Merry Christmas 2022!

Happy holidays from the deRosier family!

I will be taking my annual blog break and will return on January 2. I hope you all have a wonderful holiday season. 


Presidents Day Craft: Presidential Seal and Oath of Office

For the tenth and final question in my craft series based on crowd-sourced responses, I asked my friends to name an under-rated holiday. To choose what to make, I looked at which of the holidays mentioned is most in need of a classroom craft and I decided on Presidents Day (no apostrophe). Yes, plenty of Presidents Day crafts exist already, but they are overwhelmingly about Washington and Lincoln and almost exclusively target early elementary age. I wanted something for upper elementary that focuses on all presidents, not just the two best-known. I decided to create a coloring page of the Presidential Seal, paired with information about the Seal and the Presidential Oath of Office on the reverse. 

I started with this image from the State Department and made a few digital tweaks (specifically to the shield) to turn it into a coloring page. 

The folks from Ohuhu just sent me their new Kaala series dual-tip alcohol markers to try out, so that's what I used for coloring. I've been wanting to try Ohuhu for a long time because I've heard great things. And now I know that everything I've heard is true! I love these markers. The Kaala series has 150 colors (168 pens) in four different sets (Basic Tones, Illustration Tones, Skin Tones, and Landscape Tones). The color range is beautiful, although I only used 8 for this project. Seven are listed below, plus I used a cool grey to shade the E PLURIBUS UNUM banner. 

The Kaalas feature a fine tip for drawing (perfect for coloring in the letters in the seal and the tiny spaces between the stars) and a slim broad tip for coloring larger spaces and making angled lines. The markers are labeled on both the color-coded top and with a sticker along the side, which I loved. 

After coloring, I created a second printable for the reverse. I added some information about the Presidential Seal, then left space for students to write the Presidential Oath of Office

Here's how it looks filled in:

After students have colored the front and written on the back, they can turn them into a mobile. Cut out both parts and sandwich them together with a little bit of glue. Punch a hole and add a piece of yarn to hang the mobile.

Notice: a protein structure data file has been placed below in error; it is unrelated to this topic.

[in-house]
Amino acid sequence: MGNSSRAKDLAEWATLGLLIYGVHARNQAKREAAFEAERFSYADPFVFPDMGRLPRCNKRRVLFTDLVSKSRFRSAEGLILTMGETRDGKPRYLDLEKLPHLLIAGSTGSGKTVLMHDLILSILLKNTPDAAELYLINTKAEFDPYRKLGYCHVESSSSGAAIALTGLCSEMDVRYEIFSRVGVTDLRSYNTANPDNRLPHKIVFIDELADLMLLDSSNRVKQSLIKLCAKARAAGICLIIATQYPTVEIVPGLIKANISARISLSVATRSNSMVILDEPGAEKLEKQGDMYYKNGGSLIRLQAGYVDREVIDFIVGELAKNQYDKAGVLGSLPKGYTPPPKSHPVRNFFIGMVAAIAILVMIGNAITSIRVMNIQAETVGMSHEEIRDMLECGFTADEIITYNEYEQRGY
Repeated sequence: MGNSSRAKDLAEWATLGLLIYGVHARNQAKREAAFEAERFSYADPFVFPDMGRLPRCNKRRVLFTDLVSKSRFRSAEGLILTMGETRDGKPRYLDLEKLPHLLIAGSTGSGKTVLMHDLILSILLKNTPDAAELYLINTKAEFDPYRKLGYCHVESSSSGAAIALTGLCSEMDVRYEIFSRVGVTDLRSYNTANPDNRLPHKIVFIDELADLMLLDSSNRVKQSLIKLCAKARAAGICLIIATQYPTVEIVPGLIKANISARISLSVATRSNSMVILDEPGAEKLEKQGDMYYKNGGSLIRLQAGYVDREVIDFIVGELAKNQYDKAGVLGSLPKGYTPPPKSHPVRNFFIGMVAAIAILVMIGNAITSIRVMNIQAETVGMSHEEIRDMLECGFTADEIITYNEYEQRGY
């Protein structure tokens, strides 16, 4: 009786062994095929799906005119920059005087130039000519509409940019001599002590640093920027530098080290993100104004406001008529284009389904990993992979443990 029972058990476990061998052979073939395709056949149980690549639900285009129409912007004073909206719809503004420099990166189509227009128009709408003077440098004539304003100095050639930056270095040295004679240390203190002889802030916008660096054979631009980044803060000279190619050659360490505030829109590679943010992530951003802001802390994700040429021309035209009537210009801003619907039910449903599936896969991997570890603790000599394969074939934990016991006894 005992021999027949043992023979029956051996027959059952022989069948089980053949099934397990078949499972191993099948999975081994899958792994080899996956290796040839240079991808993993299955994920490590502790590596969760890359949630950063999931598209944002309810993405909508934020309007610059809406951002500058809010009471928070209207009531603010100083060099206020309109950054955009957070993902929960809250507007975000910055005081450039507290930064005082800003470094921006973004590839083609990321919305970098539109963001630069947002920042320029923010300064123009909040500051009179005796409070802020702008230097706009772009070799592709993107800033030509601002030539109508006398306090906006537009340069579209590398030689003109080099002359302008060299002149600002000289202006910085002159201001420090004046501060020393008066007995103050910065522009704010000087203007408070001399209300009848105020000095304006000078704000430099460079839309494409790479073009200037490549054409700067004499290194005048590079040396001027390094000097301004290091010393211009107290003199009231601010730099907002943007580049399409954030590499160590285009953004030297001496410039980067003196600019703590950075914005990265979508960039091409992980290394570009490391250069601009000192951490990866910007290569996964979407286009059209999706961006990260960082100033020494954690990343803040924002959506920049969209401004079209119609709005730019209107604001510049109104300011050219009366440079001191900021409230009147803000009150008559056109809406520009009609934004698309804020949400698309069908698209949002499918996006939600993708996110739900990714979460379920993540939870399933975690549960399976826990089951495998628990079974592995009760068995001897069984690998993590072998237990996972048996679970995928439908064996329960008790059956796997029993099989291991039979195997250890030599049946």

I loved trying out the Kaala markers and can't wait to use all of the colors. And that isn't all that Ohuhu sent me! Expect to see a lot of projects using Ohuhu products in 2023! 



Shrinky Dinks Mouse Ears Keychain

Today I'm sharing the ninth craft in my series based on crowd-sourced responses to ten questions. This time, I asked my friends to "Name something Disney." Mickey Mouse was the top voter getter by far, but one person said Mouse Ears. I used that to inspire a keychain made with Shrinky Dinks. It turns out that shrinking a large design like this leads to a lot more curling and distortion than a smaller piece. In retrospect, I would have made my keychain smaller, both to make it easier to shrink and less prone to distortion, and better for carrying around. Affiliate links below. 

Shrinky Dinks Mouse Ears Keychain



Using the reference image as a guide, draw a pair of Mouseketeer ears on the shrink plastic. I recommend sketching it on a piece of plain paper first, then putting the plastic on top of that and tracing with the Sharpies. You do not need to color it perfectly; the colors will intensify and the pen marks will fill in when it shrinks. 

Cut out the ears using microtip scissors, then punch a hole at the top. 

Follow the instructions on the package to shrink the plastic. Let it cool completely. 

Put a jump ring through the hole you punched, then add more jump rings to make a chain. When you have enough, connect the last jump ring to the key ring. 

Obviously, you can use this technique to make anything into a keychain. I'm already thinking of all the other shapes I could make!


Rabbit of Unusual Size

The way Trouble was sitting with his back legs in his igloo made him look like the longest rabbit of all time. I immediately thought of the classic Rodents Of Unusual Size. I made a minor tweak and the title of this layout became Rabbit Of Unusual Size. 

Rabbit of Unusual Size (affiliate link)

The rabbit die-cut in the title was from one of my friend Jennifer's dies. Not only did I use it here, but I added them to two other pages I've recently made about rabbits. Did you notice them? I colored them each a little differently. There are more, so they'll definitely make an appearance on future rabbit-themed pages.